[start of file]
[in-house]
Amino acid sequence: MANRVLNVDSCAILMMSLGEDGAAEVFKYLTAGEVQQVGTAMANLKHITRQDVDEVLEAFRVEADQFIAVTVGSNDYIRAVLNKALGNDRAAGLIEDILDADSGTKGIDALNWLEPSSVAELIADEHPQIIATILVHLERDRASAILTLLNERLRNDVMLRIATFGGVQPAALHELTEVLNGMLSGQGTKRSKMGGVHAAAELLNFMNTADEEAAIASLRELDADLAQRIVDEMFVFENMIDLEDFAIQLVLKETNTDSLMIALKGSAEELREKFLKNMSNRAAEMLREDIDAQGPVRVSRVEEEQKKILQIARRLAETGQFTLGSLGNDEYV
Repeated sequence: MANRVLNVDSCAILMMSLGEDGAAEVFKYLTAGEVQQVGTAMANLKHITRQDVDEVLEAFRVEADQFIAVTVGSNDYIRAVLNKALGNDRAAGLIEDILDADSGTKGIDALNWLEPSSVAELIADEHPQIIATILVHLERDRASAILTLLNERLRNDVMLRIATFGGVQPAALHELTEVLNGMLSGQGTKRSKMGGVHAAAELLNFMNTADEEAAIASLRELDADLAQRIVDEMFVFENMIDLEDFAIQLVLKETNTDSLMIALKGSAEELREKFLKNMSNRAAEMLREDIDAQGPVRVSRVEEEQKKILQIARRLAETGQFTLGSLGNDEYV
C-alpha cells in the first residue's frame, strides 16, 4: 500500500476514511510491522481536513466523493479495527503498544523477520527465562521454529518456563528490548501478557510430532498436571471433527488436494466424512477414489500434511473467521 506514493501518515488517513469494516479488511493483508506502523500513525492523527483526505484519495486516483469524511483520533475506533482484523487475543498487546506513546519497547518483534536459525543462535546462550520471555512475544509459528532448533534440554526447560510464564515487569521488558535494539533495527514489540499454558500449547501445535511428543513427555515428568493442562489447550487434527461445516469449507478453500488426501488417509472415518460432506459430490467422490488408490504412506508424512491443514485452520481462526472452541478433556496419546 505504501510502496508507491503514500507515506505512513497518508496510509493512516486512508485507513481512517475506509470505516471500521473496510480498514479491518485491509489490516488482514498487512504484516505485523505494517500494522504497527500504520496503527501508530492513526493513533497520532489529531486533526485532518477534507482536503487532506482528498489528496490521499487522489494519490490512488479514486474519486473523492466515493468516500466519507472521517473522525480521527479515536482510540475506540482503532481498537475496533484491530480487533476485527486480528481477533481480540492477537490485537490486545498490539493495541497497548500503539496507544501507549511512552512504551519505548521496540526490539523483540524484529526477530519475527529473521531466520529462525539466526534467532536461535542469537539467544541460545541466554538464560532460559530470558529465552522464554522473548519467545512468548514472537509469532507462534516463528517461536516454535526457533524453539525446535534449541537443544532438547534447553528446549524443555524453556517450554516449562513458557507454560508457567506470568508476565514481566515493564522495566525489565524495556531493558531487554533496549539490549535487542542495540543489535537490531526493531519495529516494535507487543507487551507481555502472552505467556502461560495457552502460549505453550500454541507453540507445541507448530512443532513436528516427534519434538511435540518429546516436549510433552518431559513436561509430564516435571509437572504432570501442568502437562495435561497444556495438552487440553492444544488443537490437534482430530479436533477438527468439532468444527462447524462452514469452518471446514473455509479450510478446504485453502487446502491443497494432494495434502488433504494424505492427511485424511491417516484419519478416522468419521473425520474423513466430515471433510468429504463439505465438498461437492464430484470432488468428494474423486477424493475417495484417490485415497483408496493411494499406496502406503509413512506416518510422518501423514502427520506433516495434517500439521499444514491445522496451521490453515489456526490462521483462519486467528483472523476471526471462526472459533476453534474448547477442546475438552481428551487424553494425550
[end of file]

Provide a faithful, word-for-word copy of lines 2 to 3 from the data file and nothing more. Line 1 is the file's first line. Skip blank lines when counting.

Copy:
Amino acid sequence: MANRVLNVDSCAILMMSLGEDGAAEVFKYLTAGEVQQVGTAMANLKHITRQDVDEVLEAFRVEADQFIAVTVGSNDYIRAVLNKALGNDRAAGLIEDILDADSGTKGIDALNWLEPSSVAELIADEHPQIIATILVHLERDRASAILTLLNERLRNDVMLRIATFGGVQPAALHELTEVLNGMLSGQGTKRSKMGGVHAAAELLNFMNTADEEAAIASLRELDADLAQRIVDEMFVFENMIDLEDFAIQLVLKETNTDSLMIALKGSAEELREKFLKNMSNRAAEMLREDIDAQGPVRVSRVEEEQKKILQIARRLAETGQFTLGSLGNDEYV
Repeated sequence: MANRVLNVDSCAILMMSLGEDGAAEVFKYLTAGEVQQVGTAMANLKHITRQDVDEVLEAFRVEADQFIAVTVGSNDYIRAVLNKALGNDRAAGLIEDILDADSGTKGIDALNWLEPSSVAELIADEHPQIIATILVHLERDRASAILTLLNERLRNDVMLRIATFGGVQPAALHELTEVLNGMLSGQGTKRSKMGGVHAAAELLNFMNTADEEAAIASLRELDADLAQRIVDEMFVFENMIDLEDFAIQLVLKETNTDSLMIALKGSAEELREKFLKNMSNRAAEMLREDIDAQGPVRVSRVEEEQKKILQIARRLAETGQFTLGSLGNDEYV